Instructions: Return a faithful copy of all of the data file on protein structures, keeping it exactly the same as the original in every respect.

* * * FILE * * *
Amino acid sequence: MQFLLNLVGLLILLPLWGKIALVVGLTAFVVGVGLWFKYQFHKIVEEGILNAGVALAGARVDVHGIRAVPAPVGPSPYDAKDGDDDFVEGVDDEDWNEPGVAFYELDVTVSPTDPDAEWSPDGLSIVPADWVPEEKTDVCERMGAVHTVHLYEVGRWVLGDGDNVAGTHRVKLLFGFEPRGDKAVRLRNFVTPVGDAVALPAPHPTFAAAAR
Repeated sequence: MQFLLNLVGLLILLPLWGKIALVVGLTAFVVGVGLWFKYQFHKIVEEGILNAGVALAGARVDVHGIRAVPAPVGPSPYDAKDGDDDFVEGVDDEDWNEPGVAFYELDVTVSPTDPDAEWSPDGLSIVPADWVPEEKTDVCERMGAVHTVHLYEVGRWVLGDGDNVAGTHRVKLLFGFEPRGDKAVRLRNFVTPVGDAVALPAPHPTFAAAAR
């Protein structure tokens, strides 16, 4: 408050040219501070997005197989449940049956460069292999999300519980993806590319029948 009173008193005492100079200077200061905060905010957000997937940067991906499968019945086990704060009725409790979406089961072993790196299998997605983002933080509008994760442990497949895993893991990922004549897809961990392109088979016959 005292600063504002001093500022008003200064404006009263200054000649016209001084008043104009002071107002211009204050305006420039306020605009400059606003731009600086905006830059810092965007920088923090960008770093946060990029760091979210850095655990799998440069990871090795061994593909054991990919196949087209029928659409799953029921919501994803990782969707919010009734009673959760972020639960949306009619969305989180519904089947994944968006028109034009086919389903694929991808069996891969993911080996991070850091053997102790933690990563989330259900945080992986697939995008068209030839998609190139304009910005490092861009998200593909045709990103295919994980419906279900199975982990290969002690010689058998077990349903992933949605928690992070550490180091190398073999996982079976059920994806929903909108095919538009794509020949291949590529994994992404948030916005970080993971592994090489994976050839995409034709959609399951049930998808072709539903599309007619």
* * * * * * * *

Amino acid sequence: MQFLLNLVGLLILLPLWGKIALVVGLTAFVVGVGLWFKYQFHKIVEEGILNAGVALAGARVDVHGIRAVPAPVGPSPYDAKDGDDDFVEGVDDEDWNEPGVAFYELDVTVSPTDPDAEWSPDGLSIVPADWVPEEKTDVCERMGAVHTVHLYEVGRWVLGDGDNVAGTHRVKLLFGFEPRGDKAVRLRNFVTPVGDAVALPAPHPTFAAAAR
Repeated sequence: MQFLLNLVGLLILLPLWGKIALVVGLTAFVVGVGLWFKYQFHKIVEEGILNAGVALAGARVDVHGIRAVPAPVGPSPYDAKDGDDDFVEGVDDEDWNEPGVAFYELDVTVSPTDPDAEWSPDGLSIVPADWVPEEKTDVCERMGAVHTVHLYEVGRWVLGDGDNVAGTHRVKLLFGFEPRGDKAVRLRNFVTPVGDAVALPAPHPTFAAAAR
């Protein structure tokens, strides 16, 4: 408050040219501070997005197989449940049956460069292999999300519980993806590319029948 009173008193005492100079200077200061905060905010957000997937940067991906499968019945086990704060009725409790979406089961072993790196299998997605983002933080509008994760442990497949895993893991990922004549897809961990392109088979016959 005292600063504002001093500022008003200064404006009263200054000649016209001084008043104009002071107002211009204050305006420039306020605009400059606003731009600086905006830059810092965007920088923090960008770093946060990029760091979210850095655990799998440069990871090795061994593909054991990919196949087209029928659409799953029921919501994803990782969707919010009734009673959760972020639960949306009619969305989180519904089947994944968006028109034009086919389903694929991808069996891969993911080996991070850091053997102790933690990563989330259900945080992986697939995008068209030839998609190139304009910005490092861009998200593909045709990103295919994980419906279900199975982990290969002690010689058998077990349903992933949605928690992070550490180091190398073999996982079976059920994806929903909108095919538009794509020949291949590529994994992404948030916005970080993971592994090489994976050839995409034709959609399951049930998808072709539903599309007619």